orphan. Mammy eventually joined their efforts at education and in
   the process upgraded her literary skills. Here she seemed also to
   have developed her gift for second sight. These three devoted
   themselves to informing themselves about happenings in the black
   world and to developing strategies for changing this world. Their
   discovery of the man who was to make such an impact on the minds of
   black folks, Marcus Garvey, brought them a clearer focus. His UNIA
   gave them a framework within which to do concrete work. (21)


It must be stressed that Marcus Mosiah Garvey (1887-1940) was the founder of the UNIA, founder the Black Star Line and pioneer of the back-to-Africa movement. In other respects, it is also important to mention that, like Silas, Garvey travelled a lot, especially to South America, the USA and the UK, to build up his mind and to spread his Pan-African ideas. His long-term main goal was the transportation of Black Americans, Jamaicans and others to their African homeland: Africa. Consequently, in her novel, Erna Brodber puts together successive waves of African-American and West Indian migrations, stressing the importance of Marcus Garvey's ideology as a unifier of the African Diaspora since the early 20th century onwards. Moreover, "Den ah who say Sammy dead" is a paradigm for immortalising Garveyism.

Conclusion

In Louisiana, Erna Brodber shows how African folk elements such as the oral tradition, languages, mysticism, music and social life are kept alive in the African Diaspora. By drawing this Afro-American and Caribbean lifestyles, she opposes two worlds: the Western world with its rational current of thought and the Afro-American-Caribbean world with its hint of mysticism and its own history in which Marcus Garvey, symbol of the African unity, has played a great part. Moreover, it is important to mention that the climax of the plot is the moment when Ella Townsend discovered that Mammy, Lowly and Silas are all Garvey followers. From then on, she started bearing the name Louisiana, a mixture of Louise (Lowly) and Anna (Mammy), symbolizing the common history of African-Americans and Jamaicans, and to a greater extent, the unity of the African Diaspora. Thus, Erna Brodber's Louisiana can also be read as an attempt to reduce the cultural stranglehold which the West holds on both history and culture.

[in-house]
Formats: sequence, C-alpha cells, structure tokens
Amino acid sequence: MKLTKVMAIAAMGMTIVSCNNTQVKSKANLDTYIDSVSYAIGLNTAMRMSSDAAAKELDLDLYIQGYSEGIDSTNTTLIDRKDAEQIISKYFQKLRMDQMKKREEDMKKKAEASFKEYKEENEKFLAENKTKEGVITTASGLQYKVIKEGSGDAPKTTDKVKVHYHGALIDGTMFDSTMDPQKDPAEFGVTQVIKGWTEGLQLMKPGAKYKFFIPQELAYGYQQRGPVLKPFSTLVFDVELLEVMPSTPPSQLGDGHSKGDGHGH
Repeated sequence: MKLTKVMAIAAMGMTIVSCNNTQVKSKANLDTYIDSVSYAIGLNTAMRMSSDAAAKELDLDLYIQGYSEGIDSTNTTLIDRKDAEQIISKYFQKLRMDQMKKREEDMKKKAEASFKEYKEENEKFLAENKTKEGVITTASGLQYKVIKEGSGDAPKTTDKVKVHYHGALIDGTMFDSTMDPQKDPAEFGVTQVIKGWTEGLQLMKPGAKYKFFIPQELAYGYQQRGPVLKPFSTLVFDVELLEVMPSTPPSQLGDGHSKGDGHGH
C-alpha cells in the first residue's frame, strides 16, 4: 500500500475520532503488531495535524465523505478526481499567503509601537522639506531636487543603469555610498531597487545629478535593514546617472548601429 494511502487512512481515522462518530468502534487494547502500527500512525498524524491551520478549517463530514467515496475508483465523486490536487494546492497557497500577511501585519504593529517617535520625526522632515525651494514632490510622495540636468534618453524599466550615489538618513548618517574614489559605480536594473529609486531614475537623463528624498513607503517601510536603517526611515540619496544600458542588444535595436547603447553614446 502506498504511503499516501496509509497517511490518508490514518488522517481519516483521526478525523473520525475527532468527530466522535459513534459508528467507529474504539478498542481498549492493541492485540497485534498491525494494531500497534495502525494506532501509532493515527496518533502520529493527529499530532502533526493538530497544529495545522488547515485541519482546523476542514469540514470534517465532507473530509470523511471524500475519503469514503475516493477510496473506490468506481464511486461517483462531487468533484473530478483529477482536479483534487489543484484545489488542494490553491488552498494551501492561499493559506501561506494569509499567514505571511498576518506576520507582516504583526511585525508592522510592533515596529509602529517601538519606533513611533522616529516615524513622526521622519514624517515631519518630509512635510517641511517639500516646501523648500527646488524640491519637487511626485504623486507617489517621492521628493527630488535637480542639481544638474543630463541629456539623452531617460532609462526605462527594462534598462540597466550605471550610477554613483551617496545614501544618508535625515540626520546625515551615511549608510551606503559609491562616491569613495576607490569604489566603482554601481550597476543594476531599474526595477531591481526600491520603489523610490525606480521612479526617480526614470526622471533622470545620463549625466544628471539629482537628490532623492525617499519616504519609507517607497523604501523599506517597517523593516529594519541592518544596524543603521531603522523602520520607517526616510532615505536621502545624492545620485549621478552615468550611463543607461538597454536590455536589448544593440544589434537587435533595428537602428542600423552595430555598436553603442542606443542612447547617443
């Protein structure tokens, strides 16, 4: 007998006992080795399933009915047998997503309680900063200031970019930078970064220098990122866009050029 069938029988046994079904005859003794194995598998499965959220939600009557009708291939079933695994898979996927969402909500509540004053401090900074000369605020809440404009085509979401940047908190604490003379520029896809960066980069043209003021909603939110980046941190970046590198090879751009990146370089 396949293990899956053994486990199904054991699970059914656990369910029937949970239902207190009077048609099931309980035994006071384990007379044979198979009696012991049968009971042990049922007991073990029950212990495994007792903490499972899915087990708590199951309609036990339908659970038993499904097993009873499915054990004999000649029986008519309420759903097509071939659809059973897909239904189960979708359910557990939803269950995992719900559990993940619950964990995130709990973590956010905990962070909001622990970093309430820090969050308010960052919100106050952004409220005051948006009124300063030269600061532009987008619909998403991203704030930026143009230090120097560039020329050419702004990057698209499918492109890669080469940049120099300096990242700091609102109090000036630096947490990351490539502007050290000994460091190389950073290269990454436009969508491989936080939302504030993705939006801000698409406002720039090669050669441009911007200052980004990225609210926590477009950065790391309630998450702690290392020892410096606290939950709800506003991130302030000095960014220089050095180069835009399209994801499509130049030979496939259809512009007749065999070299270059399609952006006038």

Works Cited

Brodber, Erna. Jane and Louisa Will Soon Come. London: New Beacon Books Ltd., 1980.

Brodber, Erna. Louisiana. London: New Beacon Books Ltd., 1997 (first published in 1994).

Brodber, Erna, Myal. London: New Beacon Books Ltd., 1988.

Hutcheon, Linda. A Poetics of Postmodernism: History, Theory, Fiction. New York: Routledge, 1988.

Notes

(1) Erna Brodber, Louisiana (1994; London: New Beacon Books Ltd., 1997).

(2) Erna Brodber, Jane and Louisa Will Soon Come (London: New Beacon Books Ltd., 1980).

(3) Erna Brodber, Myal (London: New Beacon Books Ltd., 1988).

(4) Linda Hutcheon, A Poetics of Postmodernism: History, Theory, Fiction (New York: Routledge, 1988) 5.

(5) Brodber, Louisiana 3.

(6) One must note the pun regarding Ella's surname, Townsend: she is sent to the town of Louisiana.

(7) Brodber, Louisiana 21-22.

(8) Brodber, Louisiana 78.

(9) Brodber, Louisiana 18-19.

(10) Brodber, Louisiana 80.

(11) Brodber, Louisiana 130.

(12) It is also the chorus of a Jamaican folk song.

(13) Brodber, Louisiana back cover.

(14) Brodber, Louisiana 13.

(15) Brodber, Louisiana 28.

(16) Brodber, Louisiana 31-32.

(17) Brodber, Louisiana 9.

(18) Brodber, Louisiana 20.

(19) Brodber, Louisiana 84-85.

(20) Hutcheon, 5.

(21) Brodber, Louisiana 152-153.

by

Jeremie Kroubo Dagnini, Department of Anglophone Studies

University of Antilles and Guyane (Martinique, French West Indies)

Jeremie Kroubo Dagnini (jeremiekroubo@hotmail.com) holds a Ph.D. from the University Michel de Montaigne Bordeaux 3 (France). He is currently assistant lecturer at the University of Antilles and Guyane in Martinique (French West Indies). He is originally from Cote d'Ivoire.
COPYRIGHT 2011 Journal of Pan African Studies
No portion of this article can be reproduced without the express written permission from the copyright holder.
Copyright 2011 Gale, Cengage Learning. All rights reserved.

Article Details
Printer friendly Cite/link Email Feedback
Author:Dagnini, Jeremie Kroubo
Publication:Journal of Pan African Studies
Article Type:Critical essay
Geographic Code:3FREN
Date:Dec 1, 2011
Words:4074
Previous Article:"Black in Latin America": an interview with Dr. Henry Louis Gates.
Next Article:The Zimbabwe Pan African Youth Agenda: constructing activist synergy in Zimbabwe.
Topics:

Terms of use | Copyright © 2017 Farlex, Inc. | Feedback | For webmasters